STS Cardiothoracic Surgery E-Book from The Society of Thoracic Surgeons provides expert guidance for Cardiac and Thoracic Surgery. Sections include Pearson’s General Thoracic, Esphageal, Adult Cardiac, and Pediatric and Congenital Cardiac Surgery. Explore these free sample topics:
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- Chest radiography and computed tomography (CT) are the primary imaging modalities for evaluating pleural disease.
- The radiologic appearance of pleural fluid and air collections vary depending on their size, presence of loculations, and patient positioning.
- Typical imaging features of pleural masses include a peripheral location, sharp or partly sharp interface with the lung, and obtuse angles with the chest wall.
- Pleural malignancy should be suspected if multiple masses are present, or if parietal pleural thickening is greater than 1 cm, nodular, or circumferential or involves the mediastinal pleural surface.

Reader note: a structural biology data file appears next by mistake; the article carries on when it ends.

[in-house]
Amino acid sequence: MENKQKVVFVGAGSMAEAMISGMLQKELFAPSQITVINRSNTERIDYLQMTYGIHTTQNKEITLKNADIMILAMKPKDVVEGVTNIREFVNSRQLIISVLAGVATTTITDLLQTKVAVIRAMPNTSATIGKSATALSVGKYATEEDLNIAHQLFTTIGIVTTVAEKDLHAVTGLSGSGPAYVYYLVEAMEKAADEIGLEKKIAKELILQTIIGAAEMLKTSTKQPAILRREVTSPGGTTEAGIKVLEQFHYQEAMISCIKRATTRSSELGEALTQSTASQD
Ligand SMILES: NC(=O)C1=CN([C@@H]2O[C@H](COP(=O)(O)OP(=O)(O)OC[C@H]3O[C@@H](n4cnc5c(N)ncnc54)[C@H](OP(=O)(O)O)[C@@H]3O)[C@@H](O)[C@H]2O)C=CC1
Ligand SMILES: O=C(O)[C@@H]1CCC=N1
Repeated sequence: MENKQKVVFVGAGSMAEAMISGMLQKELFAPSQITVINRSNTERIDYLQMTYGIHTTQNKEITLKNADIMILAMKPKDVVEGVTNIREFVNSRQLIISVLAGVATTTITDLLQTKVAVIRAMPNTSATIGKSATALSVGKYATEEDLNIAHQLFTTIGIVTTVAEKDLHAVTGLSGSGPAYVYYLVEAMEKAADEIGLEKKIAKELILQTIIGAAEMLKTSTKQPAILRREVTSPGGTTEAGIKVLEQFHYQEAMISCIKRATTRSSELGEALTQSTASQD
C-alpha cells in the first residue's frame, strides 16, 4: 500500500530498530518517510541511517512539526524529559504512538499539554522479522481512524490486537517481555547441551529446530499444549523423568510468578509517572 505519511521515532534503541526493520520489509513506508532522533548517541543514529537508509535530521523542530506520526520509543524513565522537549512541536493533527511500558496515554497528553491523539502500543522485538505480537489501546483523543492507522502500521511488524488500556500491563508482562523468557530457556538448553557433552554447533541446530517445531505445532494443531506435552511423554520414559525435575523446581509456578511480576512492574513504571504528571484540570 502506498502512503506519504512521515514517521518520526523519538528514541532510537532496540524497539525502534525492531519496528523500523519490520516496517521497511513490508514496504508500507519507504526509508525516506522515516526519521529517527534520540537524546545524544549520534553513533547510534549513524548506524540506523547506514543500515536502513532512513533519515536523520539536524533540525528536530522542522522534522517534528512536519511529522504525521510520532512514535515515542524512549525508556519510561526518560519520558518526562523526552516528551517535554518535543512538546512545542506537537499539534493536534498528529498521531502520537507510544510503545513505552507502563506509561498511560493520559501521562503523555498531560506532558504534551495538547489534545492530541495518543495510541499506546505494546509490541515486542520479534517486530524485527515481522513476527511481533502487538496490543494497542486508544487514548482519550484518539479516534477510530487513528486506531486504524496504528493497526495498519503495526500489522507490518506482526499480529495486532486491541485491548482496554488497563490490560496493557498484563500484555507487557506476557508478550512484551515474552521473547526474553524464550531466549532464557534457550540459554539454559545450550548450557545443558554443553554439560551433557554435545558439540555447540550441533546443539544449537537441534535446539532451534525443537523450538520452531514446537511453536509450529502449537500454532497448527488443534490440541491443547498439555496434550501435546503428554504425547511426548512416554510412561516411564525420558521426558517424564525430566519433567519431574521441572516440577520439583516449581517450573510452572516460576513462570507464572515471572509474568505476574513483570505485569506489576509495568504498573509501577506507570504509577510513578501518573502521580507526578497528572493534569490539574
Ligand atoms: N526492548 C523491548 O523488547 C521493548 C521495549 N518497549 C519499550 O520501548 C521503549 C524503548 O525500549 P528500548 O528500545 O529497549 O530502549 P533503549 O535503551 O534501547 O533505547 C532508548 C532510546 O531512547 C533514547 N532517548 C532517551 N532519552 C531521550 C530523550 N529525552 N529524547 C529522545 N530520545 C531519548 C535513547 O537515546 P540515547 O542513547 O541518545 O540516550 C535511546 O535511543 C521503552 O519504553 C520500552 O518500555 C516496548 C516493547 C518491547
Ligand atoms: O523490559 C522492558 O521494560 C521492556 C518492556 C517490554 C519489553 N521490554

Pleural abnormalities often are first discovered or suspected on chest radiographs. CT provides greater sensitivity in detecting and specificity in characterizing pleural disease and may help discriminate pleural, chest wall, and peripheral pulmonary processes in certain cases. The excellent spatial resolution now obtainable with multiplanar reformatting from multidetector CT scanning has further improved the CT depiction of anatomic regions more optimally evaluated by coronal and sagittal planes, such as the superior sulcus and the diaphragm. Magnetic resonance imaging (MRI) of pleural diseases provides diagnostic capabilities largely similar to those of CT, without the need for ionizing radiation. However, MRI requires greater time and expense and provides far less concomitant information about the lung parenchyma. Ultrasonography is used primarily to confirm the presence of pleural fluid and to provide imaging guidance for pleural fluid aspiration or percutaneous biopsy of pleural masses.
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